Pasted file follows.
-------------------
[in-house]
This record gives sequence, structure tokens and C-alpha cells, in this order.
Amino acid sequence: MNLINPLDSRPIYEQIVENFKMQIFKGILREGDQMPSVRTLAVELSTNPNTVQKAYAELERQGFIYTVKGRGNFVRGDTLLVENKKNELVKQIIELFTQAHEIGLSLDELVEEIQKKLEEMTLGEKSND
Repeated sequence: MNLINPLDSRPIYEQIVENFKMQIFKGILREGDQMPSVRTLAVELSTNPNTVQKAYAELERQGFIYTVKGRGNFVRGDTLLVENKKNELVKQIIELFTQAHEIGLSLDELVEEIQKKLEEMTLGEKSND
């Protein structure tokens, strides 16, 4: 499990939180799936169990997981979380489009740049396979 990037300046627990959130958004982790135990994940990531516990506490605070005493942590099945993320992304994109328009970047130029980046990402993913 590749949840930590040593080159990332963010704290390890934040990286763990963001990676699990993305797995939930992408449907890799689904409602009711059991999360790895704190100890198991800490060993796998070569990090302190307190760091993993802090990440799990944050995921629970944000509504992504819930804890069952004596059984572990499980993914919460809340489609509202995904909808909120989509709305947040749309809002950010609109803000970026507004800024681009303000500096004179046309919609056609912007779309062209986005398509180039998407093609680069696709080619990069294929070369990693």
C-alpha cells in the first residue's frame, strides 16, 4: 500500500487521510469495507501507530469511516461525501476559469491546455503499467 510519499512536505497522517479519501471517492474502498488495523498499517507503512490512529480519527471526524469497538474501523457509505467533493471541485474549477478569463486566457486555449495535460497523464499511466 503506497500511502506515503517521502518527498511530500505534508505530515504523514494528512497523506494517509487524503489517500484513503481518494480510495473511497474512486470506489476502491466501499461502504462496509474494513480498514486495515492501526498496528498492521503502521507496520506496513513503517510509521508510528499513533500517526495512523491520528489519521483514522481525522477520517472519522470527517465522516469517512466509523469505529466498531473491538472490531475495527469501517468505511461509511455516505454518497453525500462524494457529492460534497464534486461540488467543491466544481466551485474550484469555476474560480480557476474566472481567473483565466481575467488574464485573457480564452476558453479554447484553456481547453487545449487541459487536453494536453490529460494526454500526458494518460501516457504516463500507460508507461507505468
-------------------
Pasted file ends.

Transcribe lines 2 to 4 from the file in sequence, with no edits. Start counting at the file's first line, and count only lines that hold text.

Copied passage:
This record gives sequence, structure tokens and C-alpha cells, in this order.
Amino acid sequence: MNLINPLDSRPIYEQIVENFKMQIFKGILREGDQMPSVRTLAVELSTNPNTVQKAYAELERQGFIYTVKGRGNFVRGDTLLVENKKNELVKQIIELFTQAHEIGLSLDELVEEIQKKLEEMTLGEKSND
Repeated sequence: MNLINPLDSRPIYEQIVENFKMQIFKGILREGDQMPSVRTLAVELSTNPNTVQKAYAELERQGFIYTVKGRGNFVRGDTLLVENKKNELVKQIIELFTQAHEIGLSLDELVEEIQKKLEEMTLGEKSND